Jade Plant Poisoning Average Cost

From 230 quotes ranging from $100 - 500

Average Cost


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What is Jade Plant Poisoning?

The exact toxic principles of the plant are currently unknown. However, jade plant poisoning is fatal for cats if left untreated. If you suspect your cat has ingested the jade plant in any quantity, you should take it to the vet immediately to ensure the best prognosis.

The jade plant is known by many names, including baby jade, jade tree, and Chinese rubber plant. This common house and garden plant can grow to be higher than six feet tall and survive for several years. Recognize the jade plant by its knobby branches and clusters of oval-shaped leaves. The leaves of some jade plants may have vibrant red tips and feel waxy or smooth to the touch.

Symptoms of Jade Plant Poisoning in Cats

Symptoms of jade plant poisoning may manifest quickly. Do not attempt to treat jade plant poisoning at home, as owners have no way of knowing the full extent of poisoning and may worsen the condition. You should consult your vet immediately as soon as you notice any of the following symptoms:

  • Vomiting
  • Loss of muscle function
  • Slow heart rate

Symptoms may also include signs of depression, such as:

  • Lack of grooming
  • Increased aggression
  • Lethargy and weakness
  • Excessive sleeping and/or hiding

Causes of Jade Plant Poisoning in Cats

The cause of jade plant poisoning in cats is ingesting the plant. All parts of the plant are toxic. The amount of the plant your cat needs to ingest in order to become poisoned is currently unknown. The toxic principles of the plant are also unknown, though current literature suggests that the highest concentrations of toxins are found in the leaves. Cats are unlikely to ingest large quantities of poisonous plants, though it is possible that your cat can become poisoned by merely chewing on the leaves. If you have any suspicion that your cat has ingested or chewed the leaves of the jade plant, take it to the vet immediately.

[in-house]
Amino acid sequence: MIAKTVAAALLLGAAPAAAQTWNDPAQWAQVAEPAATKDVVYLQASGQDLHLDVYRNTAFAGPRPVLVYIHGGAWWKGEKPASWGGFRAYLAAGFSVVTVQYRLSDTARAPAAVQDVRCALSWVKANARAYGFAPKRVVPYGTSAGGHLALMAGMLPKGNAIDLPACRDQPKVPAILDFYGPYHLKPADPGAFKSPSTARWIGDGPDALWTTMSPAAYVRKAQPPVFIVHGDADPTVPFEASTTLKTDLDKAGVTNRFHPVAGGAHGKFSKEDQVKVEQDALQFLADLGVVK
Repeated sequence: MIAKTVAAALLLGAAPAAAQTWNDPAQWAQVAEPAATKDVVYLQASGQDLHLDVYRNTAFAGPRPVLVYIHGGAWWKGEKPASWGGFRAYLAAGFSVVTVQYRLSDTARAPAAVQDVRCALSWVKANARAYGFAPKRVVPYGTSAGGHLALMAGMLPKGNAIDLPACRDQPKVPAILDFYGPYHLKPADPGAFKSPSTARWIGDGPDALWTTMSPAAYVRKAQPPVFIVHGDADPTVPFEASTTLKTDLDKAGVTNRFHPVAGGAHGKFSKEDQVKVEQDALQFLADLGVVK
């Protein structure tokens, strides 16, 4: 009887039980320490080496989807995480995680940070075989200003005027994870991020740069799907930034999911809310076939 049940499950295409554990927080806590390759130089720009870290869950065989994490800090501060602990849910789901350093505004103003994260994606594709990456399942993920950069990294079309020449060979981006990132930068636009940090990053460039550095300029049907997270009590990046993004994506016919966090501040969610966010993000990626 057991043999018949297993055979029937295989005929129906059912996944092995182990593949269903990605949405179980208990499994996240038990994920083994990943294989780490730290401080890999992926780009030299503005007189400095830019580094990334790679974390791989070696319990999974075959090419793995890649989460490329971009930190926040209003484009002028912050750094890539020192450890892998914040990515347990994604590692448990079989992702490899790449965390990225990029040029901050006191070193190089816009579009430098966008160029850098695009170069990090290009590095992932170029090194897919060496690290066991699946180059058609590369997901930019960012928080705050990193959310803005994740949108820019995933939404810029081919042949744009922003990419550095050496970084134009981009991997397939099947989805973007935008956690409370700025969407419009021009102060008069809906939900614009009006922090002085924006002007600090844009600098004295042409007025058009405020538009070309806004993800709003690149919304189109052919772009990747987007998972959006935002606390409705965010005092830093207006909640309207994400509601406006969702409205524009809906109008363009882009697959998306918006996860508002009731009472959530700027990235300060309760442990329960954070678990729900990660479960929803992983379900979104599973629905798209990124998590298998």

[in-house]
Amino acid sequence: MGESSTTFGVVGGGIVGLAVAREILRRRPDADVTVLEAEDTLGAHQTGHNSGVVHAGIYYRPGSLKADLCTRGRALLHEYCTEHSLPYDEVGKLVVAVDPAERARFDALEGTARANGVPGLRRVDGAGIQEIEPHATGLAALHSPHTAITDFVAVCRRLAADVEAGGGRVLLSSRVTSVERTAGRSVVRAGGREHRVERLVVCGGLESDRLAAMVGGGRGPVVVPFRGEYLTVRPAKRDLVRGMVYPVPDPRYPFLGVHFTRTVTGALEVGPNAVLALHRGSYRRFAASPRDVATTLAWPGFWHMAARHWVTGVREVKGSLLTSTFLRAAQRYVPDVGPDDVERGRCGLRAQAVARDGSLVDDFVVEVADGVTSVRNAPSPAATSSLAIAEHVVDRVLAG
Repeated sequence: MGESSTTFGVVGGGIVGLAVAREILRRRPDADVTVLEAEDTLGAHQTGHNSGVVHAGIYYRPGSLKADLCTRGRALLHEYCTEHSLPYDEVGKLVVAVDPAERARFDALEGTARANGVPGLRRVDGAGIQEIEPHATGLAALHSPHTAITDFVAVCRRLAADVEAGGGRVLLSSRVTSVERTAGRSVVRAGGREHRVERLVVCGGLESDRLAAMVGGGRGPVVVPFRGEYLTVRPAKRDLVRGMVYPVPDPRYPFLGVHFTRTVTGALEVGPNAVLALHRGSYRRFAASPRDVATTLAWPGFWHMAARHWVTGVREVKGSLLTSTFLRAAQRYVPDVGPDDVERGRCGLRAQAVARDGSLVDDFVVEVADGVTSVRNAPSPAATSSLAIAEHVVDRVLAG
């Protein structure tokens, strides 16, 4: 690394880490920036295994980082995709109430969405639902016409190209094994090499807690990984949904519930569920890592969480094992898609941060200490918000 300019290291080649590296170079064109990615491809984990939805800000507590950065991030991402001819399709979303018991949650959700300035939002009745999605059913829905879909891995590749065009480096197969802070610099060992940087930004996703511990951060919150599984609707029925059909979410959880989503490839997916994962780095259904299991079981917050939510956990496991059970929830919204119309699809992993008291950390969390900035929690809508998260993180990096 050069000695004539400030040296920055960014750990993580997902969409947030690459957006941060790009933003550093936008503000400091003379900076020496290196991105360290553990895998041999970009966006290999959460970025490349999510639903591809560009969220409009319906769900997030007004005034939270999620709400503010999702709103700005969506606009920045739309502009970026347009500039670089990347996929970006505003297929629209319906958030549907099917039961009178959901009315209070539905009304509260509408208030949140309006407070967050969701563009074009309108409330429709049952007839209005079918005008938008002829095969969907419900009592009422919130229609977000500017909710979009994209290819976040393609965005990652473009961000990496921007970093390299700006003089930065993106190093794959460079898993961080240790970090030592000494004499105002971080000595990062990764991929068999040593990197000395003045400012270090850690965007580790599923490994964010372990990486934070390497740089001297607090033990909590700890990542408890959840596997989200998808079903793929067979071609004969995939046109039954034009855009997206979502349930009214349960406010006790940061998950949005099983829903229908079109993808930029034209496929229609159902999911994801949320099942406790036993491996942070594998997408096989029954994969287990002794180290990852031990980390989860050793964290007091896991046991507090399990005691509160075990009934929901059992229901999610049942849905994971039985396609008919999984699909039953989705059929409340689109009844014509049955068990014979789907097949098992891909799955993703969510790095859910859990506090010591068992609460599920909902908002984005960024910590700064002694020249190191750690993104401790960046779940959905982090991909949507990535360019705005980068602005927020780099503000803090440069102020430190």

Diagnosis of Jade Plant Poisoning in Cats

Call your vet ahead of time to let them know you have an emergency case of jade plant poisoning. If the jade plant is a decorative house plant, take a sample of it with you when you go. If you know approximately how much of the plant your cat ingested, provide this information to your vet. You should always tell your vet how long your cat has been experiencing symptoms.

Your vet can confirm jade plant poisoning using standard diagnostic testing. Vets most commonly use blood and urine analysis to confirm poisoning, but may also conduct additional testing based on your cat’s symptoms.

Treatment of Jade Plant Poisoning in Cats

Treatment may vary depending on how much of the jade plant your cat ingested as well as how quickly the poisoning was diagnosed and treated.

There is little information on treating jade poisoning in cats, and no antidote has been identified. However, standard procedure for plant poisoning in cats will be utilized based on your cat’s symptoms. Your vet may induce vomiting to clear the toxins from the gastrointestinal tract. If persistent vomiting is present, your vet may administer medications to reduce vomiting. Activated charcoal, which absorbs toxins in the stomach, may also be administered. Cats suffering from dehydration due to vomiting or fluid imbalances may need to undergo intravenous fluid therapy. Severe cases of poisoning may require more aggressive treatment or hospitalization.